THE BRISBANE Lions plan to break out of their attacking doldrums in 2016 by playing a run-and-gun brand of footy.
Over the past two years they have really struggled to score, ranking 16th in scoring in 2014 with fewer than 70 points a game, and 17th last season at a tick under 71 a game.
That won't win you many games and the Lions know it.
They want to play quicker and more direct this year, and after three off-seasons of upheaval, now believe they have the cattle to implement such a strategy.
"It probably ties in with the fact we've got a young and exciting list and that's how we want to play, an exciting and bold brand of footy," assistant coach Murray Davis told AFL.com.au.
"And that's what the fans want to see,"
But as Davis, Justin Leppitsch and the rest of the coaching staff know, it's one thing going with the theory and another being able to implement it.
Against Gold Coast in Sunday's NAB Challenge opener, it looked like the Lions were stuck in mud for much of the match, kicking down the line from the back pocket time after time after agonising time.
At one stage in the third quarter, they kicked the ball out of bounds on the full on four straight occasions.
To be fair, it was extremely windy at Burpengary and the Lions trotted out a very inexperienced outfit with young players more intent on not making a mistake rather than taking the game on.
In many respects the mistakes were understandable and post-match, Leppitsch was confident they errors were easily fixable.
When Pearce Hanley, Daniel Rich, Ryan Bastinac, Tom Rockliff, Dayne Beams and Dayne Zorko return, Davis says you can expect a totally different mindset.
"There's still an emphasis on defence, but once we turn it over, we want to move it quickly," he said.
"The quickest route is through the corridor.
"Most teams are very good defensively when they're given time to set up. We think if you can win the ball back and take advantage of little lapses in concentration, that's our best chance to score.
"Playing that style of football requires a lot of footy smarts and being bold. The bold part is having the courage to do it and the smart part is knowing when to do it.
"Those two things are critical. The game is played at a frantic pace and there'll be times in quarters with less rotations where we can't do that.
"And of course the third part is having the skill."
Pearce Hanley's run from defence is a key part of the Lions' plan. Picture: AFL Media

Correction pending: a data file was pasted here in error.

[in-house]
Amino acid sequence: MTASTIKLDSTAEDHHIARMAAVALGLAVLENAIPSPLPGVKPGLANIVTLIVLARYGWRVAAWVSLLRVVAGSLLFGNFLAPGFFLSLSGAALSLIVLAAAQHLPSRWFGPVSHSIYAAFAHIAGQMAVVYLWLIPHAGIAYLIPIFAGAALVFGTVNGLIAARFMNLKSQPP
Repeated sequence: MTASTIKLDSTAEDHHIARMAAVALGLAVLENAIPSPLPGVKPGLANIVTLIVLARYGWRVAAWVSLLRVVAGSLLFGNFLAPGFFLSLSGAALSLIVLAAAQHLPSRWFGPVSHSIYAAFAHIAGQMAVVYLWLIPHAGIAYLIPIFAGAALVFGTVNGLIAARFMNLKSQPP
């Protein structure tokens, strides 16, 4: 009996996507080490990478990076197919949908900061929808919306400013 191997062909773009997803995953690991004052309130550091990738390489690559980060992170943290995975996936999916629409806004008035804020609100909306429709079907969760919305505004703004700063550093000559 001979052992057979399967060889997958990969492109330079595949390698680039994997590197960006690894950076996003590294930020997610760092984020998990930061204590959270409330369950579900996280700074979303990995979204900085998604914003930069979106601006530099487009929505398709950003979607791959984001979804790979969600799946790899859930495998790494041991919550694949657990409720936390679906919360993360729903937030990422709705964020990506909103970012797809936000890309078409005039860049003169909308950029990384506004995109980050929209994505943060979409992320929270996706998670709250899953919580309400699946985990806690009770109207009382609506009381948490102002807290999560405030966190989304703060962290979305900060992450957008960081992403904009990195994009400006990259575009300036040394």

It's a tricky cocktail the Lions have put most of their pre-season into mixing.
The defensive half is now populated with their better ball users and runners to overlap with.
Sam Mayes is highly skilled and will play half-back. Ryan Harwood – who is prone to the odd clanger but generally a good kick – a back pocket, and the likes of Rich, who is arguably the team's best kick, will drop back to help out.
The run will come from Bastinac, Tom Cutler, Marco Paparone and Hanley.
Above all else, quick movement will give their young forwards a fighting chance.
Between Josh Walker, Jono Freeman, Michael Close and draftees Josh Schache and Eric Hipwood, there won't be many games when the Lions' forwards are either older or stronger than their opponents.
They need to be given space, and preferably one-on-one opportunities.
In the waning weeks of a disastrous 2015, the Lions were given a glimpse into how being more aggressive could pay off.
In three of the final five rounds they topped 100 points, and grabbed two victories, including an unlikely upset of the finals-bound Western Bulldogs in round 23.
"I think it was work in progress last season," Davis said
"Based on personnel and who we had out there, we couldn't play that way (aggressively).
"We tried it sometimes but just couldn't execute it. We probably saw the fruits of that in the back half of the year.
"As coaches we felt we had to kick off 2016 where we left off 2015 and emphasise the importance of playing that way.
"Players have to have courage to do it, as long as they know when and where … and from a coaching point of view that we keep encouraging them to do it."
Whether both a change in mindset and change in outcome is achieved, only time will tell.